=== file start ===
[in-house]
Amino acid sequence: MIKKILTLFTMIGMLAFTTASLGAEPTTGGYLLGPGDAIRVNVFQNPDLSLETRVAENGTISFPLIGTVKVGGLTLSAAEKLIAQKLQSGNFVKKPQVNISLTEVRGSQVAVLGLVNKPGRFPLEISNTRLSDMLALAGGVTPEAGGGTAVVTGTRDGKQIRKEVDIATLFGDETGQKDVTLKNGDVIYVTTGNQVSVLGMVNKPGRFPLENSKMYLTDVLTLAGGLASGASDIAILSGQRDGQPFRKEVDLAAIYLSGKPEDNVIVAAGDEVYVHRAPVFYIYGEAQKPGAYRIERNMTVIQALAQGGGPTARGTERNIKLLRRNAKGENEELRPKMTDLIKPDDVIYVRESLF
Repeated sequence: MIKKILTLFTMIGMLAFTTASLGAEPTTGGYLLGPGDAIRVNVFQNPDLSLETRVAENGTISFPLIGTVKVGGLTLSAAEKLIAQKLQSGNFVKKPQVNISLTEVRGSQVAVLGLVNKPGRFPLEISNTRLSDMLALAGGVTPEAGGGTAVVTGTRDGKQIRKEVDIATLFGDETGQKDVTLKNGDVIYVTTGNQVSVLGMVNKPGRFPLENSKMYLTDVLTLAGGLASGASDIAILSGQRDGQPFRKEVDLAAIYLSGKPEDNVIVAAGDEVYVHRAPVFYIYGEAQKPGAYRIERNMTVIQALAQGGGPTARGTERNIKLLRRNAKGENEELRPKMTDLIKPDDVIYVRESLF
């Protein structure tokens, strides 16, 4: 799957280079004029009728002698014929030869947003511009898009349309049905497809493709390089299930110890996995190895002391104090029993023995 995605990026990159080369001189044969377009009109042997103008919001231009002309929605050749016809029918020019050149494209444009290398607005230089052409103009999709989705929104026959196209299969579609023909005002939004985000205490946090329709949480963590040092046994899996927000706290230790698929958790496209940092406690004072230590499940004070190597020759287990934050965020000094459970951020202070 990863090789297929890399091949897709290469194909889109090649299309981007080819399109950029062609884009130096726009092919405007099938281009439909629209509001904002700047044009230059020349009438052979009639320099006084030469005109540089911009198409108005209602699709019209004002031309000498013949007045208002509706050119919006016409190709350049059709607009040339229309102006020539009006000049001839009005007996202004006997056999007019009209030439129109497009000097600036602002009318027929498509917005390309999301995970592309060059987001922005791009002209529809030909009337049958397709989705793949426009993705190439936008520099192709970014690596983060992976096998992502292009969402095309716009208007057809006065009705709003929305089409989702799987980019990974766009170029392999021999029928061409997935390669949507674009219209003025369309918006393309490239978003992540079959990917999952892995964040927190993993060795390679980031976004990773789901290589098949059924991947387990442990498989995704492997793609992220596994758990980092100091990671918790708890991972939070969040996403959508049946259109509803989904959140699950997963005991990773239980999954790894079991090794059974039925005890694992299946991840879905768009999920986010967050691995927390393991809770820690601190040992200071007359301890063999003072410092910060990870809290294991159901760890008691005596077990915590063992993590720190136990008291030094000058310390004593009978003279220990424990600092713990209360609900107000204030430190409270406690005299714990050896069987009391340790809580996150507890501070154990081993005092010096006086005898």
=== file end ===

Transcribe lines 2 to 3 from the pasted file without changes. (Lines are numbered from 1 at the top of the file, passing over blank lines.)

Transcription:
Amino acid sequence: MIKKILTLFTMIGMLAFTTASLGAEPTTGGYLLGPGDAIRVNVFQNPDLSLETRVAENGTISFPLIGTVKVGGLTLSAAEKLIAQKLQSGNFVKKPQVNISLTEVRGSQVAVLGLVNKPGRFPLEISNTRLSDMLALAGGVTPEAGGGTAVVTGTRDGKQIRKEVDIATLFGDETGQKDVTLKNGDVIYVTTGNQVSVLGMVNKPGRFPLENSKMYLTDVLTLAGGLASGASDIAILSGQRDGQPFRKEVDLAAIYLSGKPEDNVIVAAGDEVYVHRAPVFYIYGEAQKPGAYRIERNMTVIQALAQGGGPTARGTERNIKLLRRNAKGENEELRPKMTDLIKPDDVIYVRESLF
Repeated sequence: MIKKILTLFTMIGMLAFTTASLGAEPTTGGYLLGPGDAIRVNVFQNPDLSLETRVAENGTISFPLIGTVKVGGLTLSAAEKLIAQKLQSGNFVKKPQVNISLTEVRGSQVAVLGLVNKPGRFPLEISNTRLSDMLALAGGVTPEAGGGTAVVTGTRDGKQIRKEVDIATLFGDETGQKDVTLKNGDVIYVTTGNQVSVLGMVNKPGRFPLENSKMYLTDVLTLAGGLASGASDIAILSGQRDGQPFRKEVDLAAIYLSGKPEDNVIVAAGDEVYVHRAPVFYIYGEAQKPGAYRIERNMTVIQALAQGGGPTARGTERNIKLLRRNAKGENEELRPKMTDLIKPDDVIYVRESLF